In fact, we're feeling a little feverish. Might be a touch of monkey pox coming on.
Anyway, why schlep to France? Not for the suspense. The Grand Prix at Cannes will go either to "Sheet Metal," the Saturn commercial from Goodby Silverstein & Partners, San Francisco, or "Cog," the two-minute Honda spot from Wieden & Kennedy, London. They are far and away the best commercials made in the world in the past 12 months. One is a witty and surprisingly beautiful look at people going about their automotive lives, minus only the automobiles. The other is real-time photography of an extravagant Rube Goldberg device, composed entirely out of Honda car parts.
You can't take your eyes off of either spot, and each one is a dramatic demonstration of its brand's overarching message. (Saturn: built around people. Honda: it just works.) Advertising, in other words, vs. just showing off.
Nothing else among the 5,000-plus film entries has even a glimmer of hope. Nike has "Streaker," from Wieden, London, but Nike won't win again. And Reebok has the gut-busting "Terry Tate, Office Linebacker," but that's just comedy, not advertising.
There may be some sentiment for the latest laugh-out-loud calamity spot from Result DDB, Amsterdam, for Centraal Beheer Insurance. This one has some New York racketeers buying a champion European horse, only to discover in the big race that it's a fancy-dancing Lipizzaner stallion. Hilarious. But even allowing for a split vote on the two car spots, the bazillionth pool-out of the "uh-oh" idea will never snare a Grand Prix.
You may ask on what basis does AdReview make such a bold and authoritative prediction. Well, there are the 1,000 or so spots from around the globe we've been forced to look at all year long, not 10% of which we'd even have sent into production, much less an awards show. And, of course, there is the annual Leo Burnett Cannes Predictions Reel, which culls 50 favorites from festivals the world over and each year manages to encompass the lion's share of the Lions awarded.
Sadly, this year the reel-like the general output of advertising worldwide-was disheartening to watch. Many of the commercials are simply terrible.
But some aren't, so let's look at some sure-fire gold Lions:
Ikea (Crispin Porter & Bogusky, Miami) A sad little lamp is taken to the curb with the trash, its neck bent, its head hanging pathetically. The music is bleak and sentimental. We find ourselves pitying the poor lamp-until we are reminded that it's just a lamp and there's much nicer stuff to replace it with at Ikea.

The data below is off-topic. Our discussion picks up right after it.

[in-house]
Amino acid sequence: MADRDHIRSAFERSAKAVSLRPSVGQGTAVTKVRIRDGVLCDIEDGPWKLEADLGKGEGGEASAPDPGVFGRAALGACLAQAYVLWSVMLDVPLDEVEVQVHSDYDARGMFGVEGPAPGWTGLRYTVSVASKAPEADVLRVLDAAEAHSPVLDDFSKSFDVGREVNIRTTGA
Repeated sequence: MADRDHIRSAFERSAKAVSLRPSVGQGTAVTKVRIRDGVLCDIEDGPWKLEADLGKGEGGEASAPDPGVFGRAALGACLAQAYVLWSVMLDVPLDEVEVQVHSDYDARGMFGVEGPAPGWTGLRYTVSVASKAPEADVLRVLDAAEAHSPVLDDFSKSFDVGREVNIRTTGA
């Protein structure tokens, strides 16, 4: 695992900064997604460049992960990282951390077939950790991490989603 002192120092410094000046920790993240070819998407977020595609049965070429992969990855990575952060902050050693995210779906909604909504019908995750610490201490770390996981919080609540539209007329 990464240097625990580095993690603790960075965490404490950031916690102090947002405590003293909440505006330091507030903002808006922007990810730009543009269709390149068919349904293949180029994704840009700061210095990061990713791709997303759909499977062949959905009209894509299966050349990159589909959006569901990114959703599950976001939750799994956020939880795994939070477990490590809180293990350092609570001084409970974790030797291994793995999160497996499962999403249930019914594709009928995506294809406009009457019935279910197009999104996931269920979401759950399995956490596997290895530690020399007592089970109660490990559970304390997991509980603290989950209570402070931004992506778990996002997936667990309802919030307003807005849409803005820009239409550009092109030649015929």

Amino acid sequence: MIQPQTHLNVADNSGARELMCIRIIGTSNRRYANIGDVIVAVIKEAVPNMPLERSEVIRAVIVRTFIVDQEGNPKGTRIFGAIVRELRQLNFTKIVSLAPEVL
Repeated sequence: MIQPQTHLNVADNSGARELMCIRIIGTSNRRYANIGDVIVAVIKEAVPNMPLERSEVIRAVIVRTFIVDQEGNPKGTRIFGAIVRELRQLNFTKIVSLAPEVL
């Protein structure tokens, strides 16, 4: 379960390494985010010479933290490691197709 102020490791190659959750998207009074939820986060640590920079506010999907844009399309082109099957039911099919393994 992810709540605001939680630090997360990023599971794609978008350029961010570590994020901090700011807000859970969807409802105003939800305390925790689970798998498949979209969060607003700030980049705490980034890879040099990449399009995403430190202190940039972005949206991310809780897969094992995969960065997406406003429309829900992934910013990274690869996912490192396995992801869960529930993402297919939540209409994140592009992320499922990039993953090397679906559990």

Sinaf (Brazil Comunicacao Carioca, Sao Paulo) Family members toss a loved one in the air repeatedly, singing "For he's a jolly good fellow." Turns out, he's dead ... but was well insured by Sinaf. Absolutely tasteless: Cannes will love it.
Safex (Faulds, London) A frightened bloke is at the urologist, having the nitty-gritty details of a vasectomy explained. Male viewers everywhere do a groin cringe. The solution: Safex condoms.
Bridgestone ( BBDO, Bangkok) A bit vulgar, but weirdly brilliant nonetheless. A dog finds his bitch making love to another mutt and tries to commit suicide by walking in traffic. Alas, he's saved by fast-braking Bridgestone tires.
California Map & Travel (Colby & Partners, Santa Monica) We'll believe this is a real spot when we see the media budget, but it sure is funny: a guy innocently approaches a woman for directions only to get Maced and Tasered. See, there's an easier way to find your way.
COI/ Road Safety (Abbott Mead Vickers BBDO, London) On split screen, two messages come at us at once-neither of which we can quite make out. Separately, one says cellphone users have more car accidents. The other says it's difficult to concentrate on two things at the same time.
California Milk Processors Board ( Goodby) Among the best "Got Milk" spots. A creepy clairvoyant kid foresees tragedy on the way to a birthday party. There he warns everybody not to eat the chocolate cake. Sure enough, the hostess is out of milk.
Those are the good ones. The 5,000 losers I'll leave to your imagination. Surely there is no threat among them to the two magnificent car spots, and the smart money is on "Cog."
There may be some backlash from its length (who else gets 120 seconds to play with?). And the fact that Dan Wieden is jury president could work against it, because he must recuse himself from the discussion. But in the end, how can this not win the Grand Prix?
Whispers about its similarity to a short film are silly. Did somebody else disassemble a car to make a Rube Goldberg machine? Of course not. This is the rare commercial that keeps the viewer glued to the screen, showing after showing, while making an eloquent point about the product. And in the U.K., where Honda is an also-ran, "Cog" has itself just worked, putting the brand front and center for the first time.
There's no other choice. If you happen to disagree, a pox on your house.
No. Wait. If it'll save us the trip, put it on ours.